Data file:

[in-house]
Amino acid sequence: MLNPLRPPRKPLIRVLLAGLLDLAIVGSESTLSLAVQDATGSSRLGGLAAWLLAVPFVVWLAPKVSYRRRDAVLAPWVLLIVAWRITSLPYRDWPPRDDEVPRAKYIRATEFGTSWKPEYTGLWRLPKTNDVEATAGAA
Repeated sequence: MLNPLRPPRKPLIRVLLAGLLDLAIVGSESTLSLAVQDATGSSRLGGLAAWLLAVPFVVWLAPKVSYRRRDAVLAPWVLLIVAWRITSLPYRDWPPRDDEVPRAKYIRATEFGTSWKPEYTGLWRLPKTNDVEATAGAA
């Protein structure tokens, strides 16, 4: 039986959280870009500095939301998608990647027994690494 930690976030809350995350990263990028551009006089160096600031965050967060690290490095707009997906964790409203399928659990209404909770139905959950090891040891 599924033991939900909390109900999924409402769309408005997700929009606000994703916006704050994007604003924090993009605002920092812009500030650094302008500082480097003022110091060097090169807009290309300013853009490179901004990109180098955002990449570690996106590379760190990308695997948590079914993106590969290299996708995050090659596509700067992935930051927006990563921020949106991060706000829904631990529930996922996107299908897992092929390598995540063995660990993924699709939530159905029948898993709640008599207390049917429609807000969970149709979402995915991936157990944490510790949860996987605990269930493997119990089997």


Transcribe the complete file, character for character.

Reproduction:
[in-house]
Amino acid sequence: MLNPLRPPRKPLIRVLLAGLLDLAIVGSESTLSLAVQDATGSSRLGGLAAWLLAVPFVVWLAPKVSYRRRDAVLAPWVLLIVAWRITSLPYRDWPPRDDEVPRAKYIRATEFGTSWKPEYTGLWRLPKTNDVEATAGAA
Repeated sequence: MLNPLRPPRKPLIRVLLAGLLDLAIVGSESTLSLAVQDATGSSRLGGLAAWLLAVPFVVWLAPKVSYRRRDAVLAPWVLLIVAWRITSLPYRDWPPRDDEVPRAKYIRATEFGTSWKPEYTGLWRLPKTNDVEATAGAA
């Protein structure tokens, strides 16, 4: 039986959280870009500095939301998608990647027994690494 930690976030809350995350990263990028551009006089160096600031965050967060690290490095707009997906964790409203399928659990209404909770139905959950090891040891 599924033991939900909390109900999924409402769309408005997700929009606000994703916006704050994007604003924090993009605002920092812009500030650094302008500082480097003022110091060097090169807009290309300013853009490179901004990109180098955002990449570690996106590379760190990308695997948590079914993106590969290299996708995050090659596509700067992935930051927006990563921020949106991060706000829904631990529930996922996107299908897992092929390598995540063995660990993924699709939530159905029948898993709640008599207390049917429609807000969970149709979402995915991936157990944490510790949860996987605990269930493997119990089997």